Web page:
Old and new disputes

China’s MFA Spokesperson Wang speaking on 8 August:

“In the past few years, China-Australia relations have experienced serious difficulties for reasons caused by the Australian side. The merits of the issues involved are quite clear. China’s position on developing relations with Australia is consistent and clear. The sound and steady development of China-Australia relations serves the fundamental interests and shared aspirations of the two peoples. We urge the Australian side to develop a clear understanding of the situation, pursue the right course, respect China’s core interests and major concerns, abide by the one-China principle, observe basic norms governing international relations, stop interfering in China’s internal affairs, stop saying or doing the things that undermine regional peace and stability, refrain from echoing or assisting certain countries’ misguided strategy of using the Taiwan question to contain China, and avoid creating new obstacles for China-Australia ties.”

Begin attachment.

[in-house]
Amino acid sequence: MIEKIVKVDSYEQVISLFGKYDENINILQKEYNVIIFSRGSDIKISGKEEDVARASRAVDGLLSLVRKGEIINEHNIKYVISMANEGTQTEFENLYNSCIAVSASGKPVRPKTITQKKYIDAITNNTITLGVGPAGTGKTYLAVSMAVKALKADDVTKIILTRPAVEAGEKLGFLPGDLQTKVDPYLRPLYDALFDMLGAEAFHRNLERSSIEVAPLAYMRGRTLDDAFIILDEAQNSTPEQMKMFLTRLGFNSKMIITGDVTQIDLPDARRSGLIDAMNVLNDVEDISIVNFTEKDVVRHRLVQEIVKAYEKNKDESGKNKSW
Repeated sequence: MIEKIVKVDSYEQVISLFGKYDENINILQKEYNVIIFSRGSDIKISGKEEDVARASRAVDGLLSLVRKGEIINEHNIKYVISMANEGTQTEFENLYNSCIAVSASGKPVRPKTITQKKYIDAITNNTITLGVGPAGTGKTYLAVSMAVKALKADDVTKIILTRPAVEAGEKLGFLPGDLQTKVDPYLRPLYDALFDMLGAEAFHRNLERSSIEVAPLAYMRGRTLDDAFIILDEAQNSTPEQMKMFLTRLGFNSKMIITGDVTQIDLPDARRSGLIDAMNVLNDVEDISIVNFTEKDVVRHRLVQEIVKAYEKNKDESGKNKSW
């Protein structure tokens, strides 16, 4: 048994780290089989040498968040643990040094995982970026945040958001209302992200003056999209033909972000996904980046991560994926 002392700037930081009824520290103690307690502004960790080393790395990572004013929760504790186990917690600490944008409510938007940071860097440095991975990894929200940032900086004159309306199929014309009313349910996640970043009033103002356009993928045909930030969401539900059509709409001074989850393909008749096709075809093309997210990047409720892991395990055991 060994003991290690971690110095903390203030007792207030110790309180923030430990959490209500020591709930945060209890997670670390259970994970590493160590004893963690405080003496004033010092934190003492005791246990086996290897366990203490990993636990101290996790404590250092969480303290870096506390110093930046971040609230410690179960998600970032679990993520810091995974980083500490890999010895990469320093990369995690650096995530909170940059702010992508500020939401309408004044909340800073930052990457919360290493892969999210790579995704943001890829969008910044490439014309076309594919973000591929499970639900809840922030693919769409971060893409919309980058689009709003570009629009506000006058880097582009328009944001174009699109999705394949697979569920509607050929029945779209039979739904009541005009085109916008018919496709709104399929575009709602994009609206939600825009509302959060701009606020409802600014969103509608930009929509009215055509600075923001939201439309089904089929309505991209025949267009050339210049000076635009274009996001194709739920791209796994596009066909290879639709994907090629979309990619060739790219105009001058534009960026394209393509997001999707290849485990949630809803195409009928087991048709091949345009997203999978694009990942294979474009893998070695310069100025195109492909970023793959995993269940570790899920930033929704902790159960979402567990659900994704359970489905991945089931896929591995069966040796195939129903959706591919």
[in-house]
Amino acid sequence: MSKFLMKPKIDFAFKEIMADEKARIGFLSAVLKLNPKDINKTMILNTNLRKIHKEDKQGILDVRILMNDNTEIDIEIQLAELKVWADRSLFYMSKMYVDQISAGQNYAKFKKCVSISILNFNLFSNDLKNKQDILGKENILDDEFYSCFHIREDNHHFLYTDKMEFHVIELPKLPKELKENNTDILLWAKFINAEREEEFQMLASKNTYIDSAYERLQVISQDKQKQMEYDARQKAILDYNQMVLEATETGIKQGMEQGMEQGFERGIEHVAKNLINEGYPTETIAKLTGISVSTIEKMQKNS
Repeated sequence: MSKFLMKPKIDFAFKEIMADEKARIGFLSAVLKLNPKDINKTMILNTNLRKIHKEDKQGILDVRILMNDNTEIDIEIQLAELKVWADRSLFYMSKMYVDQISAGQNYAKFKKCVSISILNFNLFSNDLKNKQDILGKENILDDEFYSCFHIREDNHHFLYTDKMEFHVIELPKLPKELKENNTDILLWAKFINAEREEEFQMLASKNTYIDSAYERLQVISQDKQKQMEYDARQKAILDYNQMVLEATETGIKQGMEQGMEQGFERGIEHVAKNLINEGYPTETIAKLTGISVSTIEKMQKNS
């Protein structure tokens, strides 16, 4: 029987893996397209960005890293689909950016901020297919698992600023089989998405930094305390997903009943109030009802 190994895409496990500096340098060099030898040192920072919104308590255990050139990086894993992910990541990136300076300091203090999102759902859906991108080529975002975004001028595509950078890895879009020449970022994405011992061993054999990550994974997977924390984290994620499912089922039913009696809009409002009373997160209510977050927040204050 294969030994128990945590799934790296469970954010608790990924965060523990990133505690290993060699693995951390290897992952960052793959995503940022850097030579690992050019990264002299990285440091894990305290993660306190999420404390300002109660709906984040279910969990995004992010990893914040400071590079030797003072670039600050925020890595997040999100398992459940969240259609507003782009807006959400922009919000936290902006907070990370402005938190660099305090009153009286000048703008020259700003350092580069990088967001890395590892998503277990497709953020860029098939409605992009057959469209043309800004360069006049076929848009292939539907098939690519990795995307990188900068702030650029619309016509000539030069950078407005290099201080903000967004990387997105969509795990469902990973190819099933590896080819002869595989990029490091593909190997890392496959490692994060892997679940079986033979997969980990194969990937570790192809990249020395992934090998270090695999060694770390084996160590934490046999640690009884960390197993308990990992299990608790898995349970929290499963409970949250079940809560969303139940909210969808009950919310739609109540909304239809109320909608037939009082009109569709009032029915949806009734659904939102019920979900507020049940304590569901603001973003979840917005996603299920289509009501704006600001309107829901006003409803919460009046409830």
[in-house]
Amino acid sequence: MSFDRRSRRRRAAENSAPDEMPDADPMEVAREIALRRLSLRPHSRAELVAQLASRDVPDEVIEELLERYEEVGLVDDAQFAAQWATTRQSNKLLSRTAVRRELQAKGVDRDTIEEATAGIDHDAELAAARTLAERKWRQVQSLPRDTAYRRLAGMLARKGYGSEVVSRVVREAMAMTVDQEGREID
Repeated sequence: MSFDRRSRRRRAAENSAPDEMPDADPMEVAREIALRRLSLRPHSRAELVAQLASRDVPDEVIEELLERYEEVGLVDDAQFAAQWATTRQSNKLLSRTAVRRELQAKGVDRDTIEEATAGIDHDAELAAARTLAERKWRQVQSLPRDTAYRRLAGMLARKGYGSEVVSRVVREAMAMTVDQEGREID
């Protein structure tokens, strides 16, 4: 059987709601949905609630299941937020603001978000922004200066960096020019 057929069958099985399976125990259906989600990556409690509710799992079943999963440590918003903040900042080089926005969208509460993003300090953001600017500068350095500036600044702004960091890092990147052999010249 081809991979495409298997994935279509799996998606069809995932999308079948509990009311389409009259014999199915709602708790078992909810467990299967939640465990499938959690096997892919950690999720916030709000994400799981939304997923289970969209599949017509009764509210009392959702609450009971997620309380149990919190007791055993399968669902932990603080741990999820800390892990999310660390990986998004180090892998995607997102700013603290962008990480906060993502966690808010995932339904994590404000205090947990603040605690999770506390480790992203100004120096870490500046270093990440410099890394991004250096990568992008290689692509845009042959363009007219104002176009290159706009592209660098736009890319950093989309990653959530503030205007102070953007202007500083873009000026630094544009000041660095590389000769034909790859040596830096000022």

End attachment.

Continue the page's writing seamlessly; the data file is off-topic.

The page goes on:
Quick take:

Despite its clear frustration with Australia, the Chinese government consistently provides little to no detail on what precisely it wants the Australian government to do. Despite extensive remarks about five action areas for Canberra, Ambassador Xiao’s speech at the NPC on 10 August similarly shied away from concrete and specific policy requests for the new-ish Albanese government. But despite being short on specific detail, both Spokesperson Wang’s comments and Ambassador Xiao’s speech again leave little reason to think that Australia-China ties are headed in an upward direction longer term.

Although broad brush stroke, Beijing’s displeasure with Canberra points to deep political and policy disputes. Requests that Australia “respect China’s core interests and major concerns [and] stop interfering in China’s internal affairs” are irreconcilable with Canberra’s bipartisan commitment to, for example, calling out the Chinese government’s systematic human rights abuses and diplomatically objecting to Beijing’s legally untenable maritime claims in the South China Sea. These are just two among many other issues on which China sees Australia’s statements and actions as threatening its core interests and interfering in its internal affairs.